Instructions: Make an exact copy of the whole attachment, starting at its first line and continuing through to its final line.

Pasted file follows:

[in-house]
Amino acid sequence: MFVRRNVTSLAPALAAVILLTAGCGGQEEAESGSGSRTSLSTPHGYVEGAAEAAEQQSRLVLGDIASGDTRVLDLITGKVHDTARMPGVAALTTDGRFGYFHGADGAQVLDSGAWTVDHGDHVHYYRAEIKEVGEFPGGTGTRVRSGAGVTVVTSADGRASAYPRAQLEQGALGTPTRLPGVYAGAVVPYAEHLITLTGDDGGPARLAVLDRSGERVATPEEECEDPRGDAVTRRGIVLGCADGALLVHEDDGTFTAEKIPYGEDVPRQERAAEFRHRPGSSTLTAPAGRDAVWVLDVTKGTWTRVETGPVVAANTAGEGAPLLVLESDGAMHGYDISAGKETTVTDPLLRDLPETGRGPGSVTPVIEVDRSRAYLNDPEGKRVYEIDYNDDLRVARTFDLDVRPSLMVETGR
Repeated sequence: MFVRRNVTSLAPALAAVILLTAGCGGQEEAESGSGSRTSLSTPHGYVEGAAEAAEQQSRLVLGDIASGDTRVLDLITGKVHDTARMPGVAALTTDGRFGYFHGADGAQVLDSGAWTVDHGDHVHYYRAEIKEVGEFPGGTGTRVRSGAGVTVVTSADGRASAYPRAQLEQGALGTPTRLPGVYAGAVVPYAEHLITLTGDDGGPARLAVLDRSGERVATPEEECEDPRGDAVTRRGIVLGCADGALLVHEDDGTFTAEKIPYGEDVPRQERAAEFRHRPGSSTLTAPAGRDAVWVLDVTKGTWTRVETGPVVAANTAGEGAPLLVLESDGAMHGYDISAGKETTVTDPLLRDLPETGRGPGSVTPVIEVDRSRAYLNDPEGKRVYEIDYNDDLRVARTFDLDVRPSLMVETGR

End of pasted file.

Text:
[in-house]
Amino acid sequence: MFVRRNVTSLAPALAAVILLTAGCGGQEEAESGSGSRTSLSTPHGYVEGAAEAAEQQSRLVLGDIASGDTRVLDLITGKVHDTARMPGVAALTTDGRFGYFHGADGAQVLDSGAWTVDHGDHVHYYRAEIKEVGEFPGGTGTRVRSGAGVTVVTSADGRASAYPRAQLEQGALGTPTRLPGVYAGAVVPYAEHLITLTGDDGGPARLAVLDRSGERVATPEEECEDPRGDAVTRRGIVLGCADGALLVHEDDGTFTAEKIPYGEDVPRQERAAEFRHRPGSSTLTAPAGRDAVWVLDVTKGTWTRVETGPVVAANTAGEGAPLLVLESDGAMHGYDISAGKETTVTDPLLRDLPETGRGPGSVTPVIEVDRSRAYLNDPEGKRVYEIDYNDDLRVARTFDLDVRPSLMVETGR
Repeated sequence: MFVRRNVTSLAPALAAVILLTAGCGGQEEAESGSGSRTSLSTPHGYVEGAAEAAEQQSRLVLGDIASGDTRVLDLITGKVHDTARMPGVAALTTDGRFGYFHGADGAQVLDSGAWTVDHGDHVHYYRAEIKEVGEFPGGTGTRVRSGAGVTVVTSADGRASAYPRAQLEQGALGTPTRLPGVYAGAVVPYAEHLITLTGDDGGPARLAVLDRSGERVATPEEECEDPRGDAVTRRGIVLGCADGALLVHEDDGTFTAEKIPYGEDVPRQERAAEFRHRPGSSTLTAPAGRDAVWVLDVTKGTWTRVETGPVVAANTAGEGAPLLVLESDGAMHGYDISAGKETTVTDPLLRDLPETGRGPGSVTPVIEVDRSRAYLNDPEGKRVYEIDYNDDLRVARTFDLDVRPSLMVETGR